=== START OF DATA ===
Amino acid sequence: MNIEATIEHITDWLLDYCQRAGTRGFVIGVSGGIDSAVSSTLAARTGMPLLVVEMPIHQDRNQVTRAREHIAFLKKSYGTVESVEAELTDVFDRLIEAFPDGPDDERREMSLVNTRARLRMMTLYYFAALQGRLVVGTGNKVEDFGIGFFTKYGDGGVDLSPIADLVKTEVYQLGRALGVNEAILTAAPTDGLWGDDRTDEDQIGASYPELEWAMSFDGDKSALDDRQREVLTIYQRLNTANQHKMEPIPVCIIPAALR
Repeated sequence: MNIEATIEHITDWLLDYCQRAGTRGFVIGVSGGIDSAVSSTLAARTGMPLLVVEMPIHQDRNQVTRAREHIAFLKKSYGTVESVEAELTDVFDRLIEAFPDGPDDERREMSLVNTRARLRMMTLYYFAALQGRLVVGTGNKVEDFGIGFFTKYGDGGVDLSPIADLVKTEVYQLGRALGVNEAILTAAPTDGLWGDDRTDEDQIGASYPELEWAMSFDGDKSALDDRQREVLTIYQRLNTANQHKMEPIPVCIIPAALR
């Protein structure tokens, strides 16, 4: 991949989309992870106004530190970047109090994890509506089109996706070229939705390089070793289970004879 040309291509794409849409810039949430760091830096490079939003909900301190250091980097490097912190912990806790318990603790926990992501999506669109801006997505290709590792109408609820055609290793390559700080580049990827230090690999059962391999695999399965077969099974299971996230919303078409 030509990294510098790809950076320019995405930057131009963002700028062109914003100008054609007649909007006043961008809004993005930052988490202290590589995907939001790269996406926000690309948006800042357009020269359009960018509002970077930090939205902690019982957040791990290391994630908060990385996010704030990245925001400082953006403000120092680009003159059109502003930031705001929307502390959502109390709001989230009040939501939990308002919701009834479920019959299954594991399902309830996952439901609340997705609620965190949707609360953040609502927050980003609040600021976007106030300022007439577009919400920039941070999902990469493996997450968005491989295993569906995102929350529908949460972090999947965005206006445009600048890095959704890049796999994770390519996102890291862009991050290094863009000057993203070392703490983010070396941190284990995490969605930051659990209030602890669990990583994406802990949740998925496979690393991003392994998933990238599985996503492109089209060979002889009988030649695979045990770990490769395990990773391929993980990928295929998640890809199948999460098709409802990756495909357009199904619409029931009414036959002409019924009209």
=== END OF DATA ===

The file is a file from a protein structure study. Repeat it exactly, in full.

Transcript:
Amino acid sequence: MNIEATIEHITDWLLDYCQRAGTRGFVIGVSGGIDSAVSSTLAARTGMPLLVVEMPIHQDRNQVTRAREHIAFLKKSYGTVESVEAELTDVFDRLIEAFPDGPDDERREMSLVNTRARLRMMTLYYFAALQGRLVVGTGNKVEDFGIGFFTKYGDGGVDLSPIADLVKTEVYQLGRALGVNEAILTAAPTDGLWGDDRTDEDQIGASYPELEWAMSFDGDKSALDDRQREVLTIYQRLNTANQHKMEPIPVCIIPAALR
Repeated sequence: MNIEATIEHITDWLLDYCQRAGTRGFVIGVSGGIDSAVSSTLAARTGMPLLVVEMPIHQDRNQVTRAREHIAFLKKSYGTVESVEAELTDVFDRLIEAFPDGPDDERREMSLVNTRARLRMMTLYYFAALQGRLVVGTGNKVEDFGIGFFTKYGDGGVDLSPIADLVKTEVYQLGRALGVNEAILTAAPTDGLWGDDRTDEDQIGASYPELEWAMSFDGDKSALDDRQREVLTIYQRLNTANQHKMEPIPVCIIPAALR
């Protein structure tokens, strides 16, 4: 991949989309992870106004530190970047109090994890509506089109996706070229939705390089070793289970004879 040309291509794409849409810039949430760091830096490079939003909900301190250091980097490097912190912990806790318990603790926990992501999506669109801006997505290709590792109408609820055609290793390559700080580049990827230090690999059962391999695999399965077969099974299971996230919303078409 030509990294510098790809950076320019995405930057131009963002700028062109914003100008054609007649909007006043961008809004993005930052988490202290590589995907939001790269996406926000690309948006800042357009020269359009960018509002970077930090939205902690019982957040791990290391994630908060990385996010704030990245925001400082953006403000120092680009003159059109502003930031705001929307502390959502109390709001989230009040939501939990308002919701009834479920019959299954594991399902309830996952439901609340997705609620965190949707609360953040609502927050980003609040600021976007106030300022007439577009919400920039941070999902990469493996997450968005491989295993569906995102929350529908949460972090999947965005206006445009600048890095959704890049796999994770390519996102890291862009991050290094863009000057993203070392703490983010070396941190284990995490969605930051659990209030602890669990990583994406802990949740998925496979690393991003392994998933990238599985996503492109089209060979002889009988030649695979045990770990490769395990990773391929993980990928295929998640890809199948999460098709409802990756495909357009199904619409029931009414036959002409019924009209």